display system data
pstat displays open file entry, swap space
utilization, terminal state, and vnode data structure information. If
core is given, the information is sought there,
otherwise in the running kernel via /dev/kmem. The
required namelist is taken from the running kernel unless
system is specified.
The options are as follows:
-dformat symbol ...
- Print the values of symbol using the specified format. format is a printf(3)-style format, without the leading percent or precision specifiers, such as s, p, or llx. Symbol names are read from the remaining command line arguments. Addresses may also be specified in hex.
- Print the open file table with these headings:
- The core location of this table entry.
- The type of object the file table entry points to.
- Miscellaneous state variables encoded thus:
- open for reading
- open for writing
- open for appending
- exclusive or shared lock present
- signal pgrp when data ready
- file descriptor slot is larval
- Number of processes that know this open file.
- Number of messages outstanding for this file.
- The location of the vnode table entry or socket structure for this file.
- The file offset (see lseek(2)). This information is only visible to the user or superuser.
- Use 1K-byte blocks.
- Extract values associated with the name list from the specified core instead of the running kernel.
- Extract the name list from the specified system instead of the running kernel.
- Print devices by major/minor number rather than by name.
- Print information about swap space usage on all the swap areas compiled
into the kernel. The first column is the device name of the partition. The
next column is the total space available in the partition. The
Used column indicates the total blocks used so far;
the Available column indicates how much space is
remaining on each partition. The Capacity reports
the percentage of space used.
If more than one partition is configured into the system, totals for all of the statistics will be reported in the final line of the report.
- Prints the number of used and free slots for open files, used vnodes, and swap space. It is useful for checking to see how large system tables become if the system is under heavy load.
- Print table for terminals with these headings:
- Physical device name.
- Number of characters in raw input queue.
- Number of characters in canonicalized input queue.
- Number of characters in output queue.
- High water mark for output.
- Low water mark for output.
- Calculated column position of terminal.
- Miscellaneous state variables encoded thus:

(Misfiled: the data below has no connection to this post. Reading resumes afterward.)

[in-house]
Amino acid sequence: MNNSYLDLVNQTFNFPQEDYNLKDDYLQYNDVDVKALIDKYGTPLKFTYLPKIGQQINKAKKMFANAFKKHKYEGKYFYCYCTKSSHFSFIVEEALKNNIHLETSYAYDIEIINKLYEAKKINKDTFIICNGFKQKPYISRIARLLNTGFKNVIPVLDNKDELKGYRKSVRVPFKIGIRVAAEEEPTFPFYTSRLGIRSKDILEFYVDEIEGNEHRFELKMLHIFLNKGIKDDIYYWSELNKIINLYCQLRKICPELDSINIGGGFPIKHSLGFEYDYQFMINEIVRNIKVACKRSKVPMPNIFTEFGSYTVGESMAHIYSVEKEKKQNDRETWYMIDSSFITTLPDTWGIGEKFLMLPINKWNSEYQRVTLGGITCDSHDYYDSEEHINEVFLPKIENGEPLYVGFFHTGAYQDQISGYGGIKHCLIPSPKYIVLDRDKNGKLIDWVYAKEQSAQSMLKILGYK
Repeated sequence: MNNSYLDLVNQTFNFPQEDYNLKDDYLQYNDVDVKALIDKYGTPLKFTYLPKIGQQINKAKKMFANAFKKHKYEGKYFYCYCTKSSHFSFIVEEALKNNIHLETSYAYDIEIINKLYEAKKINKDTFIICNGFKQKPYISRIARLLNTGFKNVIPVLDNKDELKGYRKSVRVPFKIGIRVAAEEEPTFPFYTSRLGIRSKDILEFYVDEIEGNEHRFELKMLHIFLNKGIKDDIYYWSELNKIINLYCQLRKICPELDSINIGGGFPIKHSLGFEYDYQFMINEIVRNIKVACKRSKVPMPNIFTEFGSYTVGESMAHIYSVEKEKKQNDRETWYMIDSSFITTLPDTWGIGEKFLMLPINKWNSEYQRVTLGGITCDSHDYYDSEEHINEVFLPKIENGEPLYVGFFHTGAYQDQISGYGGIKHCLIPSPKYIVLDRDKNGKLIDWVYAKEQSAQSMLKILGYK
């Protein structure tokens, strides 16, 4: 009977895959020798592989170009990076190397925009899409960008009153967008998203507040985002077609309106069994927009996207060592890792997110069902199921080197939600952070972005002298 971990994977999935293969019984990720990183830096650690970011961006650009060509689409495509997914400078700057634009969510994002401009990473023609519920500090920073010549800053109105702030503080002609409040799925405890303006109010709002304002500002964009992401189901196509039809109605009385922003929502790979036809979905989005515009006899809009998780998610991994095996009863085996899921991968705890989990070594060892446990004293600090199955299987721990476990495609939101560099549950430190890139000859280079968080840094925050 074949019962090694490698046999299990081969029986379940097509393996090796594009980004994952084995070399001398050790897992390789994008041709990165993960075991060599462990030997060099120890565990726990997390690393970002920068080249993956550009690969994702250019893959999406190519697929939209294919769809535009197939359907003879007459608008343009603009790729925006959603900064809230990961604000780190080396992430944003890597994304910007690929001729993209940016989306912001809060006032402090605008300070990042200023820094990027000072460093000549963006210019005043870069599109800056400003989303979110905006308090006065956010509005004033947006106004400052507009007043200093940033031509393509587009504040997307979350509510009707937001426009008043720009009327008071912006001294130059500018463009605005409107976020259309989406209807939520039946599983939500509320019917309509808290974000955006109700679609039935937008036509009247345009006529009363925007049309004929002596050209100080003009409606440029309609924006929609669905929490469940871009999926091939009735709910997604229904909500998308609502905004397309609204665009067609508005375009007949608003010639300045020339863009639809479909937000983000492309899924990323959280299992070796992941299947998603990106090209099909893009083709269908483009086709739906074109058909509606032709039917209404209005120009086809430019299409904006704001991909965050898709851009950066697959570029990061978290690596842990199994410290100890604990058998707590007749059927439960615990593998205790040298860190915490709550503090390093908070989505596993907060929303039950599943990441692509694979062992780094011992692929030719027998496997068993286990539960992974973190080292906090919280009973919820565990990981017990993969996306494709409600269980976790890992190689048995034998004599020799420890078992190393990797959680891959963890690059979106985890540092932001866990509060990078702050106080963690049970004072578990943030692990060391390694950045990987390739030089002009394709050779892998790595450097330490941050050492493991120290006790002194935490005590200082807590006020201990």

- waiting for open to complete
- carrier is on
- delay timeout in progress
- outq has been flushed during DMA
- busy doing output
- process is awaiting output
- open for exclusive use
- output stopped
- further input blocked
- tty in async I/O mode
- next character is escaped lowercase special
- printing erase sequence
- next character is literal
- retyping suspended input
- counting tab width, ignoring output flush
- Enclosing session.
- Process group for which this is controlling terminal.
- Line discipline: ‘
term’ for TTYDISC (see termios(4)), ‘
slip’ for SLIPDISC , ‘
ppp’ for PPPDISC (see ppp(4)), ‘
strip’ for STRIPDISC, and ‘
nmea’ for NMEADISC (see nmea(4)).
- Print the active vnodes. Each group of vnodes corresponding to a
particular filesystem is preceded by a two line header. The first line
consists of the following:
*** MOUNT fstype from on on fsflags
where fstype is one of the file systems supported by the kernel; from is the partition the filesystem is mounted from; on is the directory the filesystem is mounted on; and fsflags is a list of optional flags applied to the mount (see mount(8)). The second line is a header for the individual fields, the first part of which are fixed, and the second part are filesystem type specific. The headers common to all vnodes are:
- Location of this vnode.
- File type.
- A list of letters representing vnode flags:
- VROOT root of its file system.
- VTEXT pure text prototype.
- VSYSTEM vnode being used by kernel.
- VISTTY vnode represents a tty.
- VXLOCK locked to change underlying type.
- VXWANT process is waiting for vnode.
- VBWAIT waiting for output to complete.
- VALIASED vnode has an alias.
- VONFREELIST vnode is on a free list.
- VLOCKSWORK FS supports locking discipline.
- VONSYNCLIST vnode is on syncer worklist.
- The number of references to this vnode.
- The number of I/O buffers held by this vnode.
- The vnode fileid. In the case of ffs this is the inode number.
- Miscellaneous filesystem specific state variables encoded thus:
- For ffs:
- access time must be corrected
- changed time must be corrected
- modification time must be corrected
- has a rename in progress
- contains modifications
- contains lazy modifications
- shared lock applied
- exclusive lock applied
- For nfs:
- waiting for I/O buffer flush to complete
- I/O buffers being flushed
- locally modified data exists
- an earlier write failed
- non-cacheable lease (nqnfs)
- write lease (nqnfs)
- lease was evicted (nqnfs)
- special file accessed
- special file updated
- special file times changed
- Number of bytes in an ordinary file, or major and minor device of special file.
- If the environment variable
BLOCKSIZEis set, and the
-koption is not specified, the block counts will be displayed in units of that size block.
fstat(1), netstat(1), procmap(1), ps(1), systat(1), tcpbench(1), top(1), stat(2), printf(3), fs(5), iostat(8), vmstat(8)
Ken Thompson, UNIX Implementation, Bell System Technical Journal, Number 6, Volume 57, 1931–1946, 1978.
pstat command appeared in
Swap statistics are reported for all swap partitions compiled into the kernel, regardless of whether those partitions are being used.
Does not understand NFS swap servers.